For someone who spends as much time driving keyboards and mice as I do, I really can be late to the party at times. Take cloud-hosted music (aka online music lockers, aka online music storage services). Available in various flavors for a few years now (the majors all bowed in 2011 — Apple, Amazon, Google — whereas an early achiever called AudioBox left the starting block in 2009), it was only this past weekend that I started to consider the idea of throwing some of my music up into the ether for ready access across my computers and smartphone. Naturally, I was aware of the cloud-hosted music concept, but that awareness was mostly relegated to Apple’s iTunes in the Cloud/iTunes Match service, and as I trust Apple’s software and service offerings about as much as…well, not at all, actually, I put up a willful “blind spot” to the whole idea. Of course, it also helped that my music collection far exceeded the 25,000 song limit put on the $25-per-year service by Apple, and that at the start – as is unfortunately so often the case — the service was available to U.S.-based users only.
A couple of years passed, and then along came KoryChrome. And with KoryChrome came promotions for Google services. And with the promotion in particular of Google Play Music — which I learned is now available in France and which includes the ability to load/match 20,000 songs absolutely free — came my revisiting the subject of cloud-hosted music this past weekend. 20,000 songs for uploaded/matched for free? Songs I can access from any Internet-connected computer capable of running a browser (Google Chrome need not be that browser, either), or from any Internet-connected smartphone? All without commercials or listening limitations?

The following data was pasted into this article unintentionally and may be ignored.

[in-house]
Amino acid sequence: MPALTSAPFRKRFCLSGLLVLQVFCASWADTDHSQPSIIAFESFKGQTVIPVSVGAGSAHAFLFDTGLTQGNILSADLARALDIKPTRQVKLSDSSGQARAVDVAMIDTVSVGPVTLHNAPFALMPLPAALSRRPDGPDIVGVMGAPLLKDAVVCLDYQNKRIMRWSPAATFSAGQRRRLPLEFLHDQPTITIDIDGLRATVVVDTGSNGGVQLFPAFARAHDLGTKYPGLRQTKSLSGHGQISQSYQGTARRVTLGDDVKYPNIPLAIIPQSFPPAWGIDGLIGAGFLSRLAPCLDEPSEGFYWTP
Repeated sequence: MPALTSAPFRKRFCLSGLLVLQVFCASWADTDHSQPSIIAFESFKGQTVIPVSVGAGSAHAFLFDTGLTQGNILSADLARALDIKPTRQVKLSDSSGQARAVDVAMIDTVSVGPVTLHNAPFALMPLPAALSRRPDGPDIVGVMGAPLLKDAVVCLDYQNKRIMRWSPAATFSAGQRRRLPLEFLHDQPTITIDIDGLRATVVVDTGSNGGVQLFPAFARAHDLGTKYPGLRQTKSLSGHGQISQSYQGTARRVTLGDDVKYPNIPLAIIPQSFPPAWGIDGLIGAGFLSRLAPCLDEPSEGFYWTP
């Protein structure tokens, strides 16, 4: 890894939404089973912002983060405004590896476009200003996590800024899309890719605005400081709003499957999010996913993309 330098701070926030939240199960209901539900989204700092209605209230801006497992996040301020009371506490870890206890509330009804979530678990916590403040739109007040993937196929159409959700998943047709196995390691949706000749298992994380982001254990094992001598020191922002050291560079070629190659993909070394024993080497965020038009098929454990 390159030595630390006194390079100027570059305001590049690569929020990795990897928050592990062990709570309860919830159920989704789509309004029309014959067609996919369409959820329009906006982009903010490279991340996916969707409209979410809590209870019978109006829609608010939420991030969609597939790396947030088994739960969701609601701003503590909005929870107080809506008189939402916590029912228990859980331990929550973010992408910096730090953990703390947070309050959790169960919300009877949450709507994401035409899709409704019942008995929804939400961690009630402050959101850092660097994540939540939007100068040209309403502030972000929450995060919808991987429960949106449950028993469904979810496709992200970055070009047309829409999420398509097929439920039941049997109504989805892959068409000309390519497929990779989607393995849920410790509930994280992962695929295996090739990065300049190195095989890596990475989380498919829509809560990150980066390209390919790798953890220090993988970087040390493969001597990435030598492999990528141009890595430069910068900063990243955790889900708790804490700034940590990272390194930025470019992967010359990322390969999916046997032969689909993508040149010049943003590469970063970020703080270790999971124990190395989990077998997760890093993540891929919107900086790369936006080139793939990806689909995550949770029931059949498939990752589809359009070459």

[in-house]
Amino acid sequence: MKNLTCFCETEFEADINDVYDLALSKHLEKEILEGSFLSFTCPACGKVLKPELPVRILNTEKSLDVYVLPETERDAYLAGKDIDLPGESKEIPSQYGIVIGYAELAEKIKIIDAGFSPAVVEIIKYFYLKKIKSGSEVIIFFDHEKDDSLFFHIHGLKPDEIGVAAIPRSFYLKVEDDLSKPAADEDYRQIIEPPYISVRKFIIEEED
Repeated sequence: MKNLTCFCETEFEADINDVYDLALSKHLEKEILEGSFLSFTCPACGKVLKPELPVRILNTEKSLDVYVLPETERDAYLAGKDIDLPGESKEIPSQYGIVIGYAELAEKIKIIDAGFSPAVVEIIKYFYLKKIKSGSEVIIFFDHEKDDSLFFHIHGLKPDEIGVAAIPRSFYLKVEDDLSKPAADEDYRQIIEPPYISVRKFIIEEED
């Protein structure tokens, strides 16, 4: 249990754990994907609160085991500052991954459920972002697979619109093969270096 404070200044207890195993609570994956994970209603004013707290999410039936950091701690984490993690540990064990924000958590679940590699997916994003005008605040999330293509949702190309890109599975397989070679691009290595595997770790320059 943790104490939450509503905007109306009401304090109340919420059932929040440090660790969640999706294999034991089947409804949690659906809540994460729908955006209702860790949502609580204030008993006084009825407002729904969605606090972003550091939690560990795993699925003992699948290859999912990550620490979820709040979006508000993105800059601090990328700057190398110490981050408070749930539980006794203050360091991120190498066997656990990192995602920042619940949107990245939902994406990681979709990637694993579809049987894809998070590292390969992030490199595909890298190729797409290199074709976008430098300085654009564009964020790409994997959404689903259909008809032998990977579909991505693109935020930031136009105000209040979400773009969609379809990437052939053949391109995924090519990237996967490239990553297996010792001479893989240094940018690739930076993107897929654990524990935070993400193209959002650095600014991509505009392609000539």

Yeah, I know this party started ages ago, but as far as I am concerned there is still beer in the fridge and it’s still ice-cold.
On the subject of KoryChrome, La Famille Kessel returned to our Pays d’Auge family hovel in Blangy-le-Château this past weekend, and my keen and cool new Chromebook was thus reunited with its power source. And this time that power source made it into my computer bag for the trip back to Paris at weekend’s end. No doubt, a great many of you will now breathe easier and will stop wanting for sleep.
Got struck hard by a serious wave of irony a few hours ago when My Missus and I put The Boy on a train to summer camp. The camp he is attending is called “Ping Pong Mania” (translate from French), and it promises to be exactly that, with 90+ minutes of table tennis play and training each morning and another such session each afternoon. I blush with a certain amount of pride in saying that my kid is really quite masterful at the game, in no small measure because other than ping pong his free time these days is overwhelmingly consumed by Minecraft, Clash of Clans, SimCity 4 Deluxe Edition, youtube videos galore rooted in gameplay and game parody and what-have-you, and a bevy of other sofa-bound veg-and-play games and experiences.
My hope is the next 10 days will find The Boy matched up with other kids his age who are at or near his level. Otherwise, his hesitance to get off the couch and get out in the world (read: separate from his MacBook and iPad and Nintendo DS3) will have been justified…or so he will say and think, anyway. And this is where the irony lies as 32 years ago I remember feeling similar hesitation at heading off to summer camp, too…summer computer camp!